- According to one study, 45% of students surveyed chose not to register for a course due to cost.
- Many Texas students graduate with over $27,000 in student loan debt.
- Many would-be students are forced to put enrollment on hold because seeking a degree can be prohibitive for those with full-time jobs, or who care for family members.
Financial stress: it’s often why would-be students shy away from higher education. In fact, this study revealed that 45 percent of students surveyed chose not to register for a course due to cost.
But there is good news: a number of organizations are approaching affordable education with innovative models, shaking up the status quo and providing inspiration for higher ed institutions. Not only do these models help alleviate the financial burden for students; they are also creating a better, highly skilled workforce. How’s that for a win-win?
Check out how these organizations are making college more affordable with outside-of-the-box solutions:
Year Up bridges the affordability gap with an innovative and effective learn-while-you-earn model, enabling young adults to move from minimum wage to meaningful careers in just one year. During the first six months of the one-year program, Year Up students take classes to develop a variety of sought-after technical and professional skills, from operating systems and customer service to career networking and presentation skills.
Students then apply those skills during the second six-month stint at an internship with one of Year Up’s corporate partners, which include a roster of employers such as Microsoft, Bank of America and more, with coursework eligible for college credit. Even better? Students earn an educational stipend while being supported by a community of advisors and career mentors crucial to the success of young professionals entering the workforce.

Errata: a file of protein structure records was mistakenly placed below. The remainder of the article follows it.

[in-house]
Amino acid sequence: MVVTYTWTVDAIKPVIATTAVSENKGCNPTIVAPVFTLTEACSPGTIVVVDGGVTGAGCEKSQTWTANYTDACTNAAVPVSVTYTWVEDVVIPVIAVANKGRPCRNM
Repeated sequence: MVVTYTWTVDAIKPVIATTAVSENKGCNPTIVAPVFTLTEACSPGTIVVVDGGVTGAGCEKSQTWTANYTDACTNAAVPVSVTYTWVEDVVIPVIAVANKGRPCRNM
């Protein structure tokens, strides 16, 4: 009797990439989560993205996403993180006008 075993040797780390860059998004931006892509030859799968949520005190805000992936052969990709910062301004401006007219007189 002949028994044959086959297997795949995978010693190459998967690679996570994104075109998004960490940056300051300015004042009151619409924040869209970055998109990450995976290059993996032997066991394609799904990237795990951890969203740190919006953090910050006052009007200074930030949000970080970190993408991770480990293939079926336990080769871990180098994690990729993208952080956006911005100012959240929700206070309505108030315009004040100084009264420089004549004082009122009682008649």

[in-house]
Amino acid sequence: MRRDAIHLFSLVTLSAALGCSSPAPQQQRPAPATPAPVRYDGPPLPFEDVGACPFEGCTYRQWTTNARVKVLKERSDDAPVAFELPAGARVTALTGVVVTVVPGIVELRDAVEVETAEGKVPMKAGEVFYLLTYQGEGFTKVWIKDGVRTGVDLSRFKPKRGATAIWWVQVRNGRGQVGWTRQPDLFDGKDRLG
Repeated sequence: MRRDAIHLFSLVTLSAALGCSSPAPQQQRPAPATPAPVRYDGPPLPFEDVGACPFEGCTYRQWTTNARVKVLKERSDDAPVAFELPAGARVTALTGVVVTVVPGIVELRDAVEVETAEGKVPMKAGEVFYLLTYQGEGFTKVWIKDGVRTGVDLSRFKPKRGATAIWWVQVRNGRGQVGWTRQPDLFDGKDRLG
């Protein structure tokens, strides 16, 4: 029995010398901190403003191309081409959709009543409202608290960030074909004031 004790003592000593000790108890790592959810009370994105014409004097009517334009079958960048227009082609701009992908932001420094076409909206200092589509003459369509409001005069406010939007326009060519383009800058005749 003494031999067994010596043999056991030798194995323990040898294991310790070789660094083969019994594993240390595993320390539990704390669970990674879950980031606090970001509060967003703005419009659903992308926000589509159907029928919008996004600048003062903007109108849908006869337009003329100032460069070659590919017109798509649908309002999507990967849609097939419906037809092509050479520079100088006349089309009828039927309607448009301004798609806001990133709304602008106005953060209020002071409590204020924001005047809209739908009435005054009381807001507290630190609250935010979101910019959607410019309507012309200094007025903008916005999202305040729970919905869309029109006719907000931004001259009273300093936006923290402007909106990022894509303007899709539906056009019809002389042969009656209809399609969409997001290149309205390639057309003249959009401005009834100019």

A quote on the Year Up website from graduate Manual Misa encapsulates the organization’s mission perfectly: It’s just one year of your life to the career of your dreams.
Without the right skills, breaking into and building a career within a specific field can be tough, and the tech industry is no exception. Enter Kenzie Academy, another organization taking a learn-while-you-earn approach to providing students with affordable education, and employers with a tech-savvy talent pool.
Through both in-person and online classes, students learn the technical skills (along with soft skills, such as networking) needed to succeed in tech-industry areas like UX, engineering, software engineering and digital marketing.
Just like Year Up, Kenzie’s “Earn and Learn” program offers students access to part-time technical support jobs that accommodate their class schedules. According to CEO and co-founder Chok Ooi, this new program provides students with much-needed income while gaining skills and professional development to set them up for success.
The very real fear of amassing student loan debt prevents many potential students from pursuing higher ed degrees. In fact, according to Austin-based nonprofit PelotonU, many Texas students graduate with over $27,000 in student loan debt.
The PelotonU approach to affordable education is focused on reducing (or even eliminating) student-debt stress. Working with government grants, donors and employers, PelotonU matches students with the best financial aid possible, with one year of schooling costing as little as $5,500 per year.
Southern New Hampshire University is a non-profit institution striving to make higher education affordable and accessible with a cutting-edge program called Duet.
Boasting the tagline, Same Degree, Done Differently, Duet offers students a path to receive an accredited associate or bachelor’s degree quickly and without having to slow down at work.
An on-demand coursework model allows students to create their own schedules and finish homework on their own terms. SNHU tuition includes all the services Duet offers; even better, there are no additional expenses like books or fees.
What Can You Do to Help Your Students?
No matter what subject you teach or how your institution tackles the affordability challenges faced by today’s learners, you can add value to your students’ education by instilling them with workforce readiness skills employers look for.
Opportunities to teach students employable skills, like how to become better communicators and how to think critically, abound across every subject. Discover the skills employers seek so you can help your students hone them in this ebook.